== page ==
…are such wonderful human beings, I figured I’d try to say thank you, somehow.

But Stephen Sondheim is surely a better lyricist than I could ever be, and Bernadette Peters has a voice much better than mine (these days) and so much ‘staying-power’ on the Broadway stage (where I once wanted to be), I decided to present this…and the thanks is from my old heart:

 

Not A Day Goes By

(Stephen Sondheim)

Not a day goes by
Not a single day
But you’re somewhere a part of my life
And it looks like you’ll stay

As the days go by
I keep thinking when does it end
Where’s the day I’ll have started forgetting
But I just go on thinking and sweating

And cursing and crying
And turning and reaching
And waking and dying

And no, not a day goes by
Not a blessed day
But you’re still somehow part of my life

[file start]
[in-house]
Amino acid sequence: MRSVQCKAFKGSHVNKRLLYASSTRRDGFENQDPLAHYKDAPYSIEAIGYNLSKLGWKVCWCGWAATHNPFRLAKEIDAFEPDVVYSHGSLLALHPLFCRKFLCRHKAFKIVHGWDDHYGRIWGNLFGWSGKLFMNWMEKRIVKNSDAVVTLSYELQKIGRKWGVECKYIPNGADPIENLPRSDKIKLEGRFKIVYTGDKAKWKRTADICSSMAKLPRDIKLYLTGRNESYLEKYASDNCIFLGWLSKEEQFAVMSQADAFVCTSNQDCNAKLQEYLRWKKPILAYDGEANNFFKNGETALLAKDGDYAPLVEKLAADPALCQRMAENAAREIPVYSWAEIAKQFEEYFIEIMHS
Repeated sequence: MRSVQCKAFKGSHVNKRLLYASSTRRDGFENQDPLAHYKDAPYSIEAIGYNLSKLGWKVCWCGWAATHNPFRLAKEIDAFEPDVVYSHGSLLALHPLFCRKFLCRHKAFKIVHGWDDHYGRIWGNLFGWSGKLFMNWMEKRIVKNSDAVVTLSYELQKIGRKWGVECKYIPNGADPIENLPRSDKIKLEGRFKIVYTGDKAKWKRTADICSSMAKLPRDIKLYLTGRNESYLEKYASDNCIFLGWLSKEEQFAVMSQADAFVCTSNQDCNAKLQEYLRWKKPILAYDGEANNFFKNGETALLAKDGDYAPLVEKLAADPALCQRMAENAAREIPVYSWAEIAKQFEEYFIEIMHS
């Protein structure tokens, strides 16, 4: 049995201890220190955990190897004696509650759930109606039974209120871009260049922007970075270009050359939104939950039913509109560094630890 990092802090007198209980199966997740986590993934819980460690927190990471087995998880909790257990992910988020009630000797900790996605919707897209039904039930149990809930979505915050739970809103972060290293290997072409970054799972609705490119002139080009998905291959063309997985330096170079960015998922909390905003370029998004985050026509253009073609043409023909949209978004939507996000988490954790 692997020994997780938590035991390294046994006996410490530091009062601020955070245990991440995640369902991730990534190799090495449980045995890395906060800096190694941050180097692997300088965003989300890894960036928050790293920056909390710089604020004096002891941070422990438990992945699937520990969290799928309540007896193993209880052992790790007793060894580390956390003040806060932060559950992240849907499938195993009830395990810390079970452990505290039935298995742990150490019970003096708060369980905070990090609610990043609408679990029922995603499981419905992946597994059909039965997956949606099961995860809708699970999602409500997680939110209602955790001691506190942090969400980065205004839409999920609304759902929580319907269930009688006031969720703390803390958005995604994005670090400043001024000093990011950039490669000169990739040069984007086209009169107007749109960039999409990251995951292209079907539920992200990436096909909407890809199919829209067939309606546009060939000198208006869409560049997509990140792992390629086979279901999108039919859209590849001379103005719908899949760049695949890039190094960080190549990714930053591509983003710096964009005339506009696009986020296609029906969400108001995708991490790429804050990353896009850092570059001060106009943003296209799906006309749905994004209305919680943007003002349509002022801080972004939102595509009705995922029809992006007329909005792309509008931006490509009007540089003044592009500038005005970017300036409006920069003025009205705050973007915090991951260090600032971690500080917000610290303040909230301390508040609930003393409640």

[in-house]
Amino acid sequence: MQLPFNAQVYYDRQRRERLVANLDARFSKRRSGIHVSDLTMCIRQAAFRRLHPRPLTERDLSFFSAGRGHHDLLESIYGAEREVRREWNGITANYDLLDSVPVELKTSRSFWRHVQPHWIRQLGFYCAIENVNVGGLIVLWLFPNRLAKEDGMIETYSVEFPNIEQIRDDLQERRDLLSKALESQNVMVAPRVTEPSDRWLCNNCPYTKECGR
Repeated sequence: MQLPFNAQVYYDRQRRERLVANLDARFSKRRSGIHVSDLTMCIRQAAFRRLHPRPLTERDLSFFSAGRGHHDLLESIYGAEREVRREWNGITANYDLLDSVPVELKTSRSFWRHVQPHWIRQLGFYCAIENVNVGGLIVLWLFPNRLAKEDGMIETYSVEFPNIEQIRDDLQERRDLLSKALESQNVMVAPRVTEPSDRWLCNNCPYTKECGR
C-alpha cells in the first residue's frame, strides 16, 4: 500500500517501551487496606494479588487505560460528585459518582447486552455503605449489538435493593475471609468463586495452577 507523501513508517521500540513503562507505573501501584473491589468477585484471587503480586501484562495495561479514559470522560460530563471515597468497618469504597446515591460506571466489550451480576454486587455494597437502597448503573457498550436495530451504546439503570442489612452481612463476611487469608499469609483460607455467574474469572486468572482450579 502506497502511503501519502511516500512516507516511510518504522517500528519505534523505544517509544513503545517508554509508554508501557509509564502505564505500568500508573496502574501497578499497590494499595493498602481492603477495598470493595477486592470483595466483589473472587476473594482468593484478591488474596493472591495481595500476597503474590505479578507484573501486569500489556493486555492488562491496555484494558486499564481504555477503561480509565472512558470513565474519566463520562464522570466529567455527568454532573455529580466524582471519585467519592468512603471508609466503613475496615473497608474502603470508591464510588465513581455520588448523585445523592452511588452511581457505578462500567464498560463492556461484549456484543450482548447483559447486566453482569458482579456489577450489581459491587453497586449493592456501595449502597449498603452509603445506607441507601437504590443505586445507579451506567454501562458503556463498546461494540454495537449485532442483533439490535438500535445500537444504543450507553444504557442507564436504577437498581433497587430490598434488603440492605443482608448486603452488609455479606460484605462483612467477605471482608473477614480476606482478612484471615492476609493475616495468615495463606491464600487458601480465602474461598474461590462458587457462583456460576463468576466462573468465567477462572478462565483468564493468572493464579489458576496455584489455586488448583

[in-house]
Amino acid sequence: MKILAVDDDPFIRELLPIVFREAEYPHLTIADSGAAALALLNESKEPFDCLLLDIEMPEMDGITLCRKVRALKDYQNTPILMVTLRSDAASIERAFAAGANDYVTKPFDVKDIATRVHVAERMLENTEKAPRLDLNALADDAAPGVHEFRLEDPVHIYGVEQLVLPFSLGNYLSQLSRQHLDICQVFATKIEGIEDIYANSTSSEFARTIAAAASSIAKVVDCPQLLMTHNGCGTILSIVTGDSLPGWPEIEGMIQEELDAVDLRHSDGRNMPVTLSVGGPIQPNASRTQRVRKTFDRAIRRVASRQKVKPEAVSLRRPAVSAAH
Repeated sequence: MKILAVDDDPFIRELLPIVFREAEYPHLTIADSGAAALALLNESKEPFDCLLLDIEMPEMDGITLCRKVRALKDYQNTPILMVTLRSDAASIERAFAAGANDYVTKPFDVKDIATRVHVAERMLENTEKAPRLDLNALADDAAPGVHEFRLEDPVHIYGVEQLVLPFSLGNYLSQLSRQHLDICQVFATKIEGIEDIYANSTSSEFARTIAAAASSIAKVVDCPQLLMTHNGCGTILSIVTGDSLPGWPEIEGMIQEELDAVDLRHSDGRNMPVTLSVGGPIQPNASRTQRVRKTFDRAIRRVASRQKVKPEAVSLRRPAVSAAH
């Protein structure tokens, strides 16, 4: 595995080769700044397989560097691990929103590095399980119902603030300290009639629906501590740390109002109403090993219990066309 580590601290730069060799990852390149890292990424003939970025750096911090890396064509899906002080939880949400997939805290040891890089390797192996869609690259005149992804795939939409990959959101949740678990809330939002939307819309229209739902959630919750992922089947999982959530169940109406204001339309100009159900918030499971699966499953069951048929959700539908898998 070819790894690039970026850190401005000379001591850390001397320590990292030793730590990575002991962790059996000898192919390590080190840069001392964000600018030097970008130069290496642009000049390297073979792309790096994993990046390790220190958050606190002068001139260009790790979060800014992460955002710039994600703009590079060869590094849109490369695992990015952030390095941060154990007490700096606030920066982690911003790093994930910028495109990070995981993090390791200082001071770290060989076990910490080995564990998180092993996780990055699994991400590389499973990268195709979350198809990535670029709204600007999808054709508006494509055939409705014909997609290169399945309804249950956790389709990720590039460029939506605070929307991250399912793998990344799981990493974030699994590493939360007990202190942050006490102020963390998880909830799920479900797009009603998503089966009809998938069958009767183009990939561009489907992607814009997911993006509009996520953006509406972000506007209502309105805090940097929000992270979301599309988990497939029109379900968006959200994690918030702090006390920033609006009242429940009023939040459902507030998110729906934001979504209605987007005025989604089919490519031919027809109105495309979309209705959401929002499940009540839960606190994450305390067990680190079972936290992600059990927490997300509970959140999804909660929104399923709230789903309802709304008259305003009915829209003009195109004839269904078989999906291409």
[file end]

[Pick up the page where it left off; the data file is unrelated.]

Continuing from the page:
And you won’t go away

So there’s hell to pay
And until I die

I’ll die day after day after day
After day
After day after day after day

Til the days go by
Til the days go by
Til the days go by

Are there still fields of barley? Anywhere?

A musical interlude, welcome by some, and necessary to many.

 

GORDON

He sings of many places
I’ve only been in my mind
A soothing voice with traces
An accent of some kind.

A man of diverse talents
Home on the rock ‘n’ roll range
Seizes all the elements
Real cultural exchange.

Trains in the distance
The man in his prime
Had I met him perchance
We’d have had a good time.

Copyright 2000  http://www.anotherthousandwords.wordpress.com

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Just so you know, I really don’t like this ‘rhyming’ stuff I occasionally set forth…it just seems to happen, and sounds okay, I guess.